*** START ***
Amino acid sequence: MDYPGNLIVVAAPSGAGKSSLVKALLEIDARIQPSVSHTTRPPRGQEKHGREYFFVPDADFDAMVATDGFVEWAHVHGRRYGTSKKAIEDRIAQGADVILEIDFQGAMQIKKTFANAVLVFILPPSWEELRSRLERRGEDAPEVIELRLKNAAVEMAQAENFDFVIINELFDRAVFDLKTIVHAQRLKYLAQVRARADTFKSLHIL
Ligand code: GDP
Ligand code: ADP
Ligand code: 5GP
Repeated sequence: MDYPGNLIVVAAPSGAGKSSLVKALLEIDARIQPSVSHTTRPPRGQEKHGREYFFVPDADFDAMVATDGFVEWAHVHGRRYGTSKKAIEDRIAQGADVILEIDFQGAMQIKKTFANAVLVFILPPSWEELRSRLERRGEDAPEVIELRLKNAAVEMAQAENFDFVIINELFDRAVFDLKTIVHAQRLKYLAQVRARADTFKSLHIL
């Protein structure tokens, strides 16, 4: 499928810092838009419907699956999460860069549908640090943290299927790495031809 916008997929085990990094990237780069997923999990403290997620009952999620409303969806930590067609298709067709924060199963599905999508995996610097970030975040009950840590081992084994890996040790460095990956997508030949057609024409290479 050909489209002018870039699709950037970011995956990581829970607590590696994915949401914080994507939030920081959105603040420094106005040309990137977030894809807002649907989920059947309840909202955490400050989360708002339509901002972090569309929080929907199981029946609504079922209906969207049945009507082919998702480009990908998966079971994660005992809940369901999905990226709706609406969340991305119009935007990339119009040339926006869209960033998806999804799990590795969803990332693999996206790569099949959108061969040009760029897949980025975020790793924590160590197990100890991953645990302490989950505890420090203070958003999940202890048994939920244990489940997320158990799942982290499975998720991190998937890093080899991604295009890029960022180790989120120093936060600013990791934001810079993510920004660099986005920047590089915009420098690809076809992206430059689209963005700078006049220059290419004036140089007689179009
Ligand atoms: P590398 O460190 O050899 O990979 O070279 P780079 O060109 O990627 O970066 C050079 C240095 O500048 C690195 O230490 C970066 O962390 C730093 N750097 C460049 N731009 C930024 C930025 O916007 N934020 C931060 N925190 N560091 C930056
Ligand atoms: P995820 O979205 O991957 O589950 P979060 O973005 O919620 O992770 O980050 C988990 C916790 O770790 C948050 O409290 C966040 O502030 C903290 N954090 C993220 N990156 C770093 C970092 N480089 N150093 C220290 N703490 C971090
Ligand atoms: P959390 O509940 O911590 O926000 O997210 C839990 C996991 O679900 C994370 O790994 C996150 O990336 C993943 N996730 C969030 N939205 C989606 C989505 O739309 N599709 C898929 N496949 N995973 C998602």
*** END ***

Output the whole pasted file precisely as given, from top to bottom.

Amino acid sequence: MDYPGNLIVVAAPSGAGKSSLVKALLEIDARIQPSVSHTTRPPRGQEKHGREYFFVPDADFDAMVATDGFVEWAHVHGRRYGTSKKAIEDRIAQGADVILEIDFQGAMQIKKTFANAVLVFILPPSWEELRSRLERRGEDAPEVIELRLKNAAVEMAQAENFDFVIINELFDRAVFDLKTIVHAQRLKYLAQVRARADTFKSLHIL
Ligand code: GDP
Ligand code: ADP
Ligand code: 5GP
Repeated sequence: MDYPGNLIVVAAPSGAGKSSLVKALLEIDARIQPSVSHTTRPPRGQEKHGREYFFVPDADFDAMVATDGFVEWAHVHGRRYGTSKKAIEDRIAQGADVILEIDFQGAMQIKKTFANAVLVFILPPSWEELRSRLERRGEDAPEVIELRLKNAAVEMAQAENFDFVIINELFDRAVFDLKTIVHAQRLKYLAQVRARADTFKSLHIL
């Protein structure tokens, strides 16, 4: 499928810092838009419907699956999460860069549908640090943290299927790495031809 916008997929085990990094990237780069997923999990403290997620009952999620409303969806930590067609298709067709924060199963599905999508995996610097970030975040009950840590081992084994890996040790460095990956997508030949057609024409290479 050909489209002018870039699709950037970011995956990581829970607590590696994915949401914080994507939030920081959105603040420094106005040309990137977030894809807002649907989920059947309840909202955490400050989360708002339509901002972090569309929080929907199981029946609504079922209906969207049945009507082919998702480009990908998966079971994660005992809940369901999905990226709706609406969340991305119009935007990339119009040339926006869209960033998806999804799990590795969803990332693999996206790569099949959108061969040009760029897949980025975020790793924590160590197990100890991953645990302490989950505890420090203070958003999940202890048994939920244990489940997320158990799942982290499975998720991190998937890093080899991604295009890029960022180790989120120093936060600013990791934001810079993510920004660099986005920047590089915009420098690809076809992206430059689209963005700078006049220059290419004036140089007689179009
Ligand atoms: P590398 O460190 O050899 O990979 O070279 P780079 O060109 O990627 O970066 C050079 C240095 O500048 C690195 O230490 C970066 O962390 C730093 N750097 C460049 N731009 C930024 C930025 O916007 N934020 C931060 N925190 N560091 C930056
Ligand atoms: P995820 O979205 O991957 O589950 P979060 O973005 O919620 O992770 O980050 C988990 C916790 O770790 C948050 O409290 C966040 O502030 C903290 N954090 C993220 N990156 C770093 C970092 N480089 N150093 C220290 N703490 C971090
Ligand atoms: P959390 O509940 O911590 O926000 O997210 C839990 C996991 O679900 C994370 O790994 C996150 O990336 C993943 N996730 C969030 N939205 C989606 C989505 O739309 N599709 C898929 N496949 N995973 C998602």